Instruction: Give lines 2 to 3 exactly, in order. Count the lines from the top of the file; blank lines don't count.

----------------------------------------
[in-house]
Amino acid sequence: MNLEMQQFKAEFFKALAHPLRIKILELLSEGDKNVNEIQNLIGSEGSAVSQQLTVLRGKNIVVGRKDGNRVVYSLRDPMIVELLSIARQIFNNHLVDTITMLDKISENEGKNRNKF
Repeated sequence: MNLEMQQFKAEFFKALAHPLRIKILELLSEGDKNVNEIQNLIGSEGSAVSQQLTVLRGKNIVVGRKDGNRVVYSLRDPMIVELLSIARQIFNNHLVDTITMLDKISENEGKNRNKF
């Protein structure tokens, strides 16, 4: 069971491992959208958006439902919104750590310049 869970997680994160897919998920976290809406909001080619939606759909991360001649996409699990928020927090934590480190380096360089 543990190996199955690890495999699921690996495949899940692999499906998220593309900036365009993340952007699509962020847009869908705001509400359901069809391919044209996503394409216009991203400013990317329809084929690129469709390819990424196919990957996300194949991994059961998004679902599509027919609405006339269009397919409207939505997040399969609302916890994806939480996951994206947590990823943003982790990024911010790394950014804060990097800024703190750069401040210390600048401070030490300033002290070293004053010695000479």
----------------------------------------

Amino acid sequence: MNLEMQQFKAEFFKALAHPLRIKILELLSEGDKNVNEIQNLIGSEGSAVSQQLTVLRGKNIVVGRKDGNRVVYSLRDPMIVELLSIARQIFNNHLVDTITMLDKISENEGKNRNKF
Repeated sequence: MNLEMQQFKAEFFKALAHPLRIKILELLSEGDKNVNEIQNLIGSEGSAVSQQLTVLRGKNIVVGRKDGNRVVYSLRDPMIVELLSIARQIFNNHLVDTITMLDKISENEGKNRNKF